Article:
Unexpected culprit -- wetlands as source of methane
Knowing how emissions are created can help reduce them.
Methane-consuming bacteria could be the future of fuel
Northwestern University researchers have found that the enzyme responsible for the methane-methanol conversion in methanotrophic bacteria catalyzes the reaction at a site that contains just one copper ion.
New measurement method for radioactive methane
The method developed by Juho Karhu in his PhD thesis work is a first step towards creating a precise measuring device.
New key players in the methane cycle
Methane is not only a powerful greenhouse gas, but also a source of energy.
Diffusing the methane bomb: We can still make a difference
The Arctic is warming twice as fast as the rest of the planet, causing the carbon containing permafrost that has been frozen for tens or hundreds of thousands of years to thaw and release methane into the atmosphere, thereby contributing to global warming.
More Methane News and Methane Current Events

Trending Science News

Current Coronavirus (COVID-19) News

Top Science Podcasts

We have hand picked the top science podcasts of 2020.
Now Playing: TED Radio Hour

Teaching For Better Humans 2.0
More than test scores or good grades–what do kids need for the future? This hour, TED speakers explore how to help children grow into better humans, both during and after this time of crisis. Guests include educators Richard Culatta and Liz Kleinrock, psychologist Thomas Curran, and writer Jacqueline Woodson.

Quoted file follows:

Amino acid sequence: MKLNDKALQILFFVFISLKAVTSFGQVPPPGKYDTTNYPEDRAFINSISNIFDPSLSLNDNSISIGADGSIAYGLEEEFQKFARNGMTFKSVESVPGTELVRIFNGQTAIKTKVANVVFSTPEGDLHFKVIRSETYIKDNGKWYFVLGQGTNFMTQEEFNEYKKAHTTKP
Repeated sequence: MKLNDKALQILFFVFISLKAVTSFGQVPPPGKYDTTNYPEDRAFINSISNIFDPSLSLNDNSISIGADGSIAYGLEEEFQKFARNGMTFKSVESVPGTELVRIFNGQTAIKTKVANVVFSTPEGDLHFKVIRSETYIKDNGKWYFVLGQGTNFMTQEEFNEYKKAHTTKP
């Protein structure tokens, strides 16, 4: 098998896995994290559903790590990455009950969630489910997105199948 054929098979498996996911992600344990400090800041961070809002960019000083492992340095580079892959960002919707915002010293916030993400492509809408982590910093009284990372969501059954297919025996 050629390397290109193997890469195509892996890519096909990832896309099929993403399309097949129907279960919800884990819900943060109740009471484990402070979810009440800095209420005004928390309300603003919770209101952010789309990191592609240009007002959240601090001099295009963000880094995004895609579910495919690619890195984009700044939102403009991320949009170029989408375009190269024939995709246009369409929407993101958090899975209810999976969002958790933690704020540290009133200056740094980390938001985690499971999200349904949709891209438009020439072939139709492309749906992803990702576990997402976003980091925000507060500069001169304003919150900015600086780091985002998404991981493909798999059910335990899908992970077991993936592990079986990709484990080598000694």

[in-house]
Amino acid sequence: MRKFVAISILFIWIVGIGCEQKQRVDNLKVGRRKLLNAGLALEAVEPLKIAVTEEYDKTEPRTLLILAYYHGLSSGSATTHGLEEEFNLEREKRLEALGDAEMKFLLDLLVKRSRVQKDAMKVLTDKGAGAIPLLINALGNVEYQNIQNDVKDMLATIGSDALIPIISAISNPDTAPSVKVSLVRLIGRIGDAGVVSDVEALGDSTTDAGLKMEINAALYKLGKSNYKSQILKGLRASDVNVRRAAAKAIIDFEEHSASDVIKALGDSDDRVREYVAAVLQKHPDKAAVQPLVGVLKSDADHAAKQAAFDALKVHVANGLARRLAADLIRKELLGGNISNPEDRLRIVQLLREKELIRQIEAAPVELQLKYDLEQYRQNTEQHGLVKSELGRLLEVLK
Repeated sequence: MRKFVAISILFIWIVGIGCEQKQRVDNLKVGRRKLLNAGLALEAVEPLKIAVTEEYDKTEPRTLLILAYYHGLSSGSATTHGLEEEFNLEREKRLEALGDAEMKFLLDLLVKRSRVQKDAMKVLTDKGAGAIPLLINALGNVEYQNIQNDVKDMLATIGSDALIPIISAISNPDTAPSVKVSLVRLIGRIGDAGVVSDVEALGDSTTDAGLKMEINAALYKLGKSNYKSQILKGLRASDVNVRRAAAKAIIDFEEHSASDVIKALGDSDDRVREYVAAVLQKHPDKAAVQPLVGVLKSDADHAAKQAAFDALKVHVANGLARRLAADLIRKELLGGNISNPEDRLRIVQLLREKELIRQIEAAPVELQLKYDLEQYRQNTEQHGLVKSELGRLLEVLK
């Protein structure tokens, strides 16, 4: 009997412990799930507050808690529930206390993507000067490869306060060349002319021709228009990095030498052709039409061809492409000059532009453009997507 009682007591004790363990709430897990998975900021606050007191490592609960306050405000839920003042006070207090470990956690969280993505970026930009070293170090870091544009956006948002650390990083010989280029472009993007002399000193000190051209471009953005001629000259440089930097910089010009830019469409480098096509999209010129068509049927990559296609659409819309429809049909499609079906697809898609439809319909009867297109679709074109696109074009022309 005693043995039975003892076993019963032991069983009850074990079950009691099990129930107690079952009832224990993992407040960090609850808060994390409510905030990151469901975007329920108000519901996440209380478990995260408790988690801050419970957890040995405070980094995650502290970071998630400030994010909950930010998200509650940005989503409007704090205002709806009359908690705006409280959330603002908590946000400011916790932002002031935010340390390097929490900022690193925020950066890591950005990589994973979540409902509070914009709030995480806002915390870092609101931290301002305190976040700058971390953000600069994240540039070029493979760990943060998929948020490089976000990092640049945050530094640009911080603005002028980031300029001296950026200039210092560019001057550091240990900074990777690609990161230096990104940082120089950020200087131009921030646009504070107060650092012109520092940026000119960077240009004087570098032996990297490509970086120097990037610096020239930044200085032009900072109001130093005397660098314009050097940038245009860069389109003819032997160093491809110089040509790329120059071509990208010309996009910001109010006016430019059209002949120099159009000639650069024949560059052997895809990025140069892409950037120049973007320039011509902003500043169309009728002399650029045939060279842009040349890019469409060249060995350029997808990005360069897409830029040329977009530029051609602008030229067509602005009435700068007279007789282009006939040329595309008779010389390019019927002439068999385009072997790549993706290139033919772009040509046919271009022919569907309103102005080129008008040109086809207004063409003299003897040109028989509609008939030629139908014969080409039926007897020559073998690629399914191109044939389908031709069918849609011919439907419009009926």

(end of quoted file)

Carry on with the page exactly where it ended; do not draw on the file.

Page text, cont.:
Now Playing: Science for the People

#556 The Power of Friendship
It's 2020 and times are tough. Maybe some of us are learning about social distancing the hard way. Maybe we just are all a little anxious. No matter what, we could probably use a friend. But what is a friend, exactly? And why do we need them so much? This week host Bethany Brookshire speaks with Lydia Denworth, author of the new book "Friendship: The Evolution, Biology, and Extraordinary Power of Life's Fundamental Bond". This episode is hosted by Bethany Brookshire, science writer from Science News.
Now Playing: Radiolab

Space
One of the most consistent questions we get at the show is from parents who want to know which episodes are kid-friendly and which aren't. So today, we're releasing a separate feed, Radiolab for Kids. To kick it off, we're rerunning an all-time favorite episode: Space. In the 60's, space exploration was an American obsession. This hour, we chart the path from romance to increasing cynicism. We begin with Ann Druyan, widow of Carl Sagan, with a story about the Voyager expedition, true love, and a golden record that travels through space. And astrophysicist Neil de Grasse Tyson explains the Coepernican Principle, and just how insignificant we are. Support Radiolab today at Radiolab.org/donate.